To look up an entry in The American Heritage Dictionary of the English Language, use the search window above. For best results, after typing in the word, click on the “Search” button instead of using the “enter” key.

Some compound words (like bus rapid transit, dog whistle, or identity theft) don’t appear on the drop-down list when you type them in the search bar. For best results with compound words, place a quotation mark before the compound word in the search window.

guide to the dictionary



The Usage Panel is a group of nearly 200 prominent scholars, creative writers, journalists, diplomats, and others in occupations requiring mastery of language. Annual surveys have gauged the acceptability of particular usages and grammatical constructions.

The Panelists



The new American Heritage Dictionary app is now available for iOS and Android.



The articles in our blog examine new words, revised definitions, interesting images from the fifth edition, discussions of usage, and more.


See word lists from the best-selling 100 Words Series!

Find out more!



Check out the Dictionary Society of North America at

where (wâr, hwâr)
1. At or in what place: Where is the elevator?
2. In what situation or position: Where would we be without your help?
3. From what place or source: Where did you get this idea?
4. To what situation; toward what end: Where is this argument leading?
a. At, to, or in a place in which: He lives where the climate is mild. We should go where it is quieter.
b. At, to, or in a situation in which: I want to know where you expect the project to be in six months.
a. At, to, or in any place in which; wherever: Sit where you like.
b. At, to, or in any situation in which; wherever: Keeping dangerous substances out of reach is important where children are concerned.
3. Whereas: That model has an attractive design, where this one is more dependable.
4. Usage Problem That: I read where they're closing down the paper mill.
a. At, to, or in a place in which: She moved to a city where jobs were more plentiful.
b. What place, source, or cause: Where are you from?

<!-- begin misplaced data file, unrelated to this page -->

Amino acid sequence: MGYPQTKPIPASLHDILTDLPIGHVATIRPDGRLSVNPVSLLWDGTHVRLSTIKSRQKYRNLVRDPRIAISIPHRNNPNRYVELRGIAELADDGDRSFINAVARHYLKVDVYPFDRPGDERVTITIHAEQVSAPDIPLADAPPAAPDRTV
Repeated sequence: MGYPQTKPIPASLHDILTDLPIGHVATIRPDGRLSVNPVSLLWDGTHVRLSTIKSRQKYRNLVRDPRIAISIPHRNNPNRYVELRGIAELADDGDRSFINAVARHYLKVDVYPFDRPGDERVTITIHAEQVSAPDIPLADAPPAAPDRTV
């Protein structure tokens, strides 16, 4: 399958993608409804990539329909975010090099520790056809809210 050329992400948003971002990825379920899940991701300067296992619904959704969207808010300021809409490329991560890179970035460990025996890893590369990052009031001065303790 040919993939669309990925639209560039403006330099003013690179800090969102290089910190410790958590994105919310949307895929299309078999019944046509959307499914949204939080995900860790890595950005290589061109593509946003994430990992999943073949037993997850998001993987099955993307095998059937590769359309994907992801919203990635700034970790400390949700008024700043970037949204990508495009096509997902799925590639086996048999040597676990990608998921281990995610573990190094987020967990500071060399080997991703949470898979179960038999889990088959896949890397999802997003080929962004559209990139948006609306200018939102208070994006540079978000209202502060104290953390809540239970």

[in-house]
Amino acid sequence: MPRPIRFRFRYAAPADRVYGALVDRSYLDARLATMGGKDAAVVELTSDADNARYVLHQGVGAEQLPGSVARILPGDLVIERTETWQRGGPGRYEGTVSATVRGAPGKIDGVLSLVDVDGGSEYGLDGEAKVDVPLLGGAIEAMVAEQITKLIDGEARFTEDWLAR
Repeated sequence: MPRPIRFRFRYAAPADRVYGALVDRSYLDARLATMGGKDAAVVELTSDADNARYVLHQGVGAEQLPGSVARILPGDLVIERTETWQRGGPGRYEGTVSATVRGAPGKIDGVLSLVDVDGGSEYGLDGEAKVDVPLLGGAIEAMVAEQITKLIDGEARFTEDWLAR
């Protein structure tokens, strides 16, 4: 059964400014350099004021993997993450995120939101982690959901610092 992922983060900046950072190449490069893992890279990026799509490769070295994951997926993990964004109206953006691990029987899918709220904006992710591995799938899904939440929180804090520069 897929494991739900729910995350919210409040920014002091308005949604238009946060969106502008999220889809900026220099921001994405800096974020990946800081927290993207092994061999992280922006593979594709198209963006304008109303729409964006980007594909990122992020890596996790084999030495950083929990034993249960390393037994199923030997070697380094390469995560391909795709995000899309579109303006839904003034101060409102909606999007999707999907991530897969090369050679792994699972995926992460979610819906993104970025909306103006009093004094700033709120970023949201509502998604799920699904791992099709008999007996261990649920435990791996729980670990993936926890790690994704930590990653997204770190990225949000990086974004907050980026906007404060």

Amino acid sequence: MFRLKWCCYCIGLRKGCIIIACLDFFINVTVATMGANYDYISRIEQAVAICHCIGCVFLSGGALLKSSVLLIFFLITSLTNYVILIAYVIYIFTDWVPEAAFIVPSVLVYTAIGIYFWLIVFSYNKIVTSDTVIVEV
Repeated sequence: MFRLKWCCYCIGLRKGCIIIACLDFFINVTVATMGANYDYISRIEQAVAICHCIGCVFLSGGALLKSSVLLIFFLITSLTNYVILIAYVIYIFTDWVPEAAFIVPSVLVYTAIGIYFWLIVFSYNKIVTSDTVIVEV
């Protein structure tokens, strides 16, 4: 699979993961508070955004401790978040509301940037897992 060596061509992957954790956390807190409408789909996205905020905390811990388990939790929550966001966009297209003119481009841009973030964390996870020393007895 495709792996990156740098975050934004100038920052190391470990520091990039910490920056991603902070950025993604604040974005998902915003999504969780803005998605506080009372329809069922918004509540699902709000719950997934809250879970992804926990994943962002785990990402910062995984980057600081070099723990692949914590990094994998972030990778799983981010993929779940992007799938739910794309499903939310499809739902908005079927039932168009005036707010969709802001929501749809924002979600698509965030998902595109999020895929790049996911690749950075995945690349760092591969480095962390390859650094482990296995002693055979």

c. The place or situation at, in, or to which: We're already three miles from where we left.
2. Usage Problem In which: Show me an example where increasing supply has actually increased demand.
The place or occasion: We know the when but not the where of it.

[Middle English, from Old English hwǣr; see kwo- in the Appendix of Indo-European roots.]

Usage Note: When where is used to refer to a point of origin, the preposition from is required: Where did she come from? From where I sit, the situation looks bleak. When it is used to refer to a destination, the preposition to is generally superfluous: Where is she going (rather than Where is she going to)? The place where they are going is beautiful. When it is used to refer to the location of a person, event, or structure, the use of at is widely regarded as regional or colloquial: Where is the station (not Where is the station at)? · Where is also used to mean “in which” as in Show me an example where government intervention in the market has worked. The Usage Panel, formerly dubious about this use of where, has come to accept it over the years. In our 2017 survey, 77 percent of the Panel accepted the example just given, and 81 percent accepted Sometimes the discussion degenerates into a situation where each person accuses the other of being illogical, a significant increase from the acceptance figures of 60 and 44 percent respectively for the same sentences in 2001. · Where is also used in instances where that might normally be expected, as in I don't see where they had much choice but to give up. The Usage Panel has less fondness for this usage. Only 49 percent of the Panel accepted this sentence in our 2017 survey. See Usage Note at why.

The American Heritage® Dictionary of the English Language, Fifth Edition copyright ©2022 by HarperCollins Publishers. All rights reserved.

Indo-European & Semitic Roots Appendices

    Thousands of entries in the dictionary include etymologies that trace their origins back to reconstructed proto-languages. You can obtain more information about these forms in our online appendices:

    Indo-European Roots

    Semitic Roots

    The Indo-European appendix covers nearly half of the Indo-European roots that have left their mark on English words. A more complete treatment of Indo-European roots and the English words derived from them is available in our Dictionary of Indo-European Roots.